“Confronting his work, or being confronted by it, has little to do with High Culture or VIPs but a lot to do with seeing though the lies (visual, verbal, and acoustic) that are imposed on us every minute.  Seeing those lies dismembered and undone is a revelation”(46).

Before reading this, I had never thought about the idea of acoustic lies.  What does this or could this mean?  Can sound and music actually lie to us–be less than honest and forthright?  If so, how can we know when this is happening?  Can sound and music deceive?  Can we be so deceived?  Is electronically reproduced sound–the sound coming out of your home stereo speakers or headphones– inherently an acoustic lie?  Is the sound of the auto-tuned voice an acoustic lie?  Is any intensely commercial popular music an acoustic lie?  Conversely, what is “truth” in sound and music, and is it connected to that quality so many of find essential: authenticity?   And following Berger, how exactly does great music help us listen through acoustic lies?

On The Pleasures Of (Unmediated) Hearing

There’s a wonderful short satirical piece by Ellis Weiner in this week’s New Yorker (March 28, 2011) on the virtues of going outside and leaving the electronic and virtual world behind.  What do we gain by engaging with this “comprehensive experiential mode” of going outside?  For one thing, we get a reminder of how finely tuned our senses are–we see, touch, smell and hear with a clarity unavailable to us through any digital recording/playback technology, no matter how “HD” it may claim to be.  So here’s Weiner’s humorous take on hearing outside:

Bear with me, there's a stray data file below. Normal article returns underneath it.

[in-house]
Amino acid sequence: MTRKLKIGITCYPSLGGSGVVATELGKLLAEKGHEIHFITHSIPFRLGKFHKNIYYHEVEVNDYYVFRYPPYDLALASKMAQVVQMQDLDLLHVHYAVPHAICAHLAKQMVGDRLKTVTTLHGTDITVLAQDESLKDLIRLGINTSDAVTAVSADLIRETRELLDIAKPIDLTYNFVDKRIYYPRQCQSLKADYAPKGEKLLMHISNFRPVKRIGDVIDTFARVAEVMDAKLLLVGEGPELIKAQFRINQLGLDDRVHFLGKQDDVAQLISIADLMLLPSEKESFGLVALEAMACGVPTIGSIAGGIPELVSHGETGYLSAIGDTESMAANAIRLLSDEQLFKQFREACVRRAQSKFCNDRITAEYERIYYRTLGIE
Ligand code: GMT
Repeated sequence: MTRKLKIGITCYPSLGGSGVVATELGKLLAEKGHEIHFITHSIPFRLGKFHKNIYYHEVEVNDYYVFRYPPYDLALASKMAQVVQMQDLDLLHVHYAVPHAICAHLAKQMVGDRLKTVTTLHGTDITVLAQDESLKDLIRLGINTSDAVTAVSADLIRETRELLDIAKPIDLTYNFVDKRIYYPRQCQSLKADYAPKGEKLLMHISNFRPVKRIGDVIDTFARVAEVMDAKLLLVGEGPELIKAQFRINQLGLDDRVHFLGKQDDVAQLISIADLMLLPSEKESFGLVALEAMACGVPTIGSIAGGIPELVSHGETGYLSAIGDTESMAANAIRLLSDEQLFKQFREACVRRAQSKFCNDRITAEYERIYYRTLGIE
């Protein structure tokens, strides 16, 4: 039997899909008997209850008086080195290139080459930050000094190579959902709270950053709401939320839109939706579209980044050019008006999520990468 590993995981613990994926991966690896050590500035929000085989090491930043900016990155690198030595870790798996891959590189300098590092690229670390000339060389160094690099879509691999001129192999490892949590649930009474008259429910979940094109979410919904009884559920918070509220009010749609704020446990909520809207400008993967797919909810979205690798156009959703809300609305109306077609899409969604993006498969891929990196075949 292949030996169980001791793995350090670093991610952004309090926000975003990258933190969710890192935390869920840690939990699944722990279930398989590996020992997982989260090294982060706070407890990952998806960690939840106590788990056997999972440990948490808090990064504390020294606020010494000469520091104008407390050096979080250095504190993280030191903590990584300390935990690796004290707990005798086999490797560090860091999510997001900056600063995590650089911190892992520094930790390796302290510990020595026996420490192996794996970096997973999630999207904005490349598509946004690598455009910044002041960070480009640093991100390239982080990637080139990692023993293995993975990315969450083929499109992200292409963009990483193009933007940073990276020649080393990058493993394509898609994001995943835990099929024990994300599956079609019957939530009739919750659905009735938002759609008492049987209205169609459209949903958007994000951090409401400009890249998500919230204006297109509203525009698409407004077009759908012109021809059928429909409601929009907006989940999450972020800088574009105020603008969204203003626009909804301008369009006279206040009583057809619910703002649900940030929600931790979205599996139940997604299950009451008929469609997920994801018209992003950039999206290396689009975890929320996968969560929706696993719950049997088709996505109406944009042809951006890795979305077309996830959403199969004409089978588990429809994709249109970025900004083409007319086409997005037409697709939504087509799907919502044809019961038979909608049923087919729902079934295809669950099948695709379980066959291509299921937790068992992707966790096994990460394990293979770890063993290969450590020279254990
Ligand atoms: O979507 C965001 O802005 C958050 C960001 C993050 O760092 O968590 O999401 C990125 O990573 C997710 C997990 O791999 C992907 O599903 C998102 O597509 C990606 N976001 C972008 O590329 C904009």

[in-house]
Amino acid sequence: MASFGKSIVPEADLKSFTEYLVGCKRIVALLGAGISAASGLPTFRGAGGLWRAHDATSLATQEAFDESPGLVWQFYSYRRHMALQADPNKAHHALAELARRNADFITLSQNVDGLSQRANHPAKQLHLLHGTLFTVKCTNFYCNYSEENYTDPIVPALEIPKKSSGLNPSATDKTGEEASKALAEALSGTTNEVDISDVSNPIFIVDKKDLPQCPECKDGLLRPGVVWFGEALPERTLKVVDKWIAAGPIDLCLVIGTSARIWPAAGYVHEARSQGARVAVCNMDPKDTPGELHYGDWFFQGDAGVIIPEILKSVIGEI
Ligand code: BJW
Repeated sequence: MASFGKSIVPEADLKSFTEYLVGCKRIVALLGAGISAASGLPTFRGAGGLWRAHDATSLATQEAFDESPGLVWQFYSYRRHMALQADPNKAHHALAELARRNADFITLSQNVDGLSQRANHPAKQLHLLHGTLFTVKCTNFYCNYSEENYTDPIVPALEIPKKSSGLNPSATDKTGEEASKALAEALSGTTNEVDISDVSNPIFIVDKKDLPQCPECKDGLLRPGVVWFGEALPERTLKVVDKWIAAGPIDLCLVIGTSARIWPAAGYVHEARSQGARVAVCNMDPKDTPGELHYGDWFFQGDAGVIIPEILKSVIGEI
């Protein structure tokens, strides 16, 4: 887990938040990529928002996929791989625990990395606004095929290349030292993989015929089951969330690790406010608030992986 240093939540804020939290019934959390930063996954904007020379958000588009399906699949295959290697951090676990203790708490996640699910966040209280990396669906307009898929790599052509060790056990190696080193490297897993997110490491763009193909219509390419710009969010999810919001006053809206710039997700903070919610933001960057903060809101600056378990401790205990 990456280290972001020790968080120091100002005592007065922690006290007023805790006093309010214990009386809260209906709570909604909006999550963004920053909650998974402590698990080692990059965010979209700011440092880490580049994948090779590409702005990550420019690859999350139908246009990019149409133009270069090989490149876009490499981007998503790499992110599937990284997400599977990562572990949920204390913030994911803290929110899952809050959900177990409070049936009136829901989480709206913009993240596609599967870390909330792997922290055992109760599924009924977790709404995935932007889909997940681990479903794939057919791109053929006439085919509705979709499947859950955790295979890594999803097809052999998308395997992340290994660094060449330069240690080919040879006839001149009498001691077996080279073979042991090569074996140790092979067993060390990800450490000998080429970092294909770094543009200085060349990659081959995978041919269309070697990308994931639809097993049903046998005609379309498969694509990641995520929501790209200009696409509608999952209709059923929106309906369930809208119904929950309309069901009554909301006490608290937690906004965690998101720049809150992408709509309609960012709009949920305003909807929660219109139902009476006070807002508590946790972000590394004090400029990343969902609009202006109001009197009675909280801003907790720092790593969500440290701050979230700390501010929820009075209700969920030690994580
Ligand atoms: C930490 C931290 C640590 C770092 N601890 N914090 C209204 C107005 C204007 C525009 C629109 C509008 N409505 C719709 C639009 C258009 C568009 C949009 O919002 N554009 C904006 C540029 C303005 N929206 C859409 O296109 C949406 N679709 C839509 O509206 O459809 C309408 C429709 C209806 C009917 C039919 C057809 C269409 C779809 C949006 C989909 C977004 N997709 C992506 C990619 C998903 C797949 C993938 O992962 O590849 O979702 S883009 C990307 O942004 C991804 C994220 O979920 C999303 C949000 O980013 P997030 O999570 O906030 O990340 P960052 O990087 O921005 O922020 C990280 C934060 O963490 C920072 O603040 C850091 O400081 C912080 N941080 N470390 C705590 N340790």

“Delivers ‘head-free’ surround sound.  No headphones, earbuds, speakers, or sound-bar arrays required–and yet, amazingly, you hear everything.  Sound is supported over the entire audible spectrum via instantaneous audio transmission.  As soon as a noise occurs and its sound waves are propagated to your head, you hear it, with stunning realism, with your ears.  Plus, all sounds, noises, music, and human speech arrive with remarkable spatial-location accuracy.  When someone behind you says, ‘Hey, are you on drugs, or what?,’ you’ll hear the question actually coming from behind you” (59).

On The Monome Community Earthquake Disaster Emergency Album

The other day I talked about music in terms of its having no specific meanings, and so available for us to project what we want onto its designs.  But this doesn’t mean music can’t be made in the service of a worthy cause besides its own pleasures.

In the days immediately following the recent huge earthquake in Japan, a number of electronic musicians who use hardware controllers made by monome (a very interesting company based in NY state) coalesced and composed new music.  Many of the tracks on this (free) release are based on sampled and synthesized representations of seismic data collected from the earthquakes.  Usually, basing music composition on this kind of non-musical “input” can seem contrived, but in this case it feels like an appropriate response.  The musicians write that their compilation is “intended as a cathartic response to the impermanence of our existence on this planet.  If you are moved by these musics, please donate something to aid the ongoing rescue and reconstruction efforts in and round Japan.”